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April 9th, 2009

Plan: Taxpayers To Benefit from Toxic Assets



The government is developing its latest strategy to rid the nation’s top banks of their toxic assets. Just as Americans were advised to buy Liberty Bonds to supports troops in WWI, everyone from individual taxpayers to large investment firms could be encouraged to contribute to the rescue of the country’s banks through bailout funds:

The idea is that these investments, akin to mutual funds that buy stocks and bonds, would give ordinary Americans a chance to profit from the bailouts that are being financed by their tax dollars. But there is another, deeply political motivation as well: to quiet accusations that all of these giant bailouts will benefit only Wall Street plutocrats.

The funds, the thinking goes, would buy troubled mortgage securities from banks, enabling the lenders to make the loans that are needed to rekindle the economy. Many of the loans that back these securities were made during the subprime era. If all goes well, the funds will eventually sell the investments at a profit.

Of course no investment is without of potential risks. A major concern among analysts is that no one knows the “true” price of these toxic assets. Once investors are in place, if the toxic assets aren’t worth as much as officials predicted, there stands to be significant room for losses. Moreover, the government is asking the American people, many of whom will be recovering their losses from investment portfolios for many years to come, to contribute their hard-earned money towards saving institutions that may have squandered their own investments in the first place.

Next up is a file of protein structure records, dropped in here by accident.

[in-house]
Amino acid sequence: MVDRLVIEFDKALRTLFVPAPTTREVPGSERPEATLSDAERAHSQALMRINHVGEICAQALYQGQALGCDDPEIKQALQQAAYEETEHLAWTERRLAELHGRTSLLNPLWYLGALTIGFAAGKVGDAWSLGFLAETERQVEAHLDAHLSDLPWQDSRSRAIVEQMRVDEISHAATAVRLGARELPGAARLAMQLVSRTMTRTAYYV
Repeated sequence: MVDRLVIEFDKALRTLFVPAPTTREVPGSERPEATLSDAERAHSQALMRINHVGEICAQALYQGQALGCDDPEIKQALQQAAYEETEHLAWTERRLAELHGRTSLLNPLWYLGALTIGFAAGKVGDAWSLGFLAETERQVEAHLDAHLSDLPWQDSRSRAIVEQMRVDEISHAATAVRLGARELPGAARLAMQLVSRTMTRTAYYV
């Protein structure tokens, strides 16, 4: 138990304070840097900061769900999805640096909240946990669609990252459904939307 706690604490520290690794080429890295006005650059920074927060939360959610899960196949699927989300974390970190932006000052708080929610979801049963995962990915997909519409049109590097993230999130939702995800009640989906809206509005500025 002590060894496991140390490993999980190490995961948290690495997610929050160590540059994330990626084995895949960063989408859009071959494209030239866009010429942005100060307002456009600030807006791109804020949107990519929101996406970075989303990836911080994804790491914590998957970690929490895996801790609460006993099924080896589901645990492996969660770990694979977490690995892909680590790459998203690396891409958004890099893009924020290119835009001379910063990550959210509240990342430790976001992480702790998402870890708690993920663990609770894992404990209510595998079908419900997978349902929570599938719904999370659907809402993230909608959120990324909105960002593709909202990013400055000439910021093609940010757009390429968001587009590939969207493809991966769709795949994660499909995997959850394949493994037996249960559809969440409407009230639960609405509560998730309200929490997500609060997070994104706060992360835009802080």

But supporters see the opportunity in a different light:

“It’s giving the guy on Main Street an equal seat at the table next to the big guys,” [Steven A. Baffico, an executive at BlackRock] said.

The Treasury Department hasn’t yet produced an estimate for how much cash they hope to raise from taxpayer participation. If the plan works, it has the potential to patch up the previous contempt many taxpayers held against Washington’s continued defense of Wall Street. If it doesn’t, the financial relationship between the two could fall into serious jeopardy.

If the program, which is still under discussion, does move forward, participation could begin as soon as May.

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Tim Manni

Tim Manni is the Managing Editor of HSH.com and the author of their daily blog, which concentrates on the latest developments in the mortgage and housing markets.

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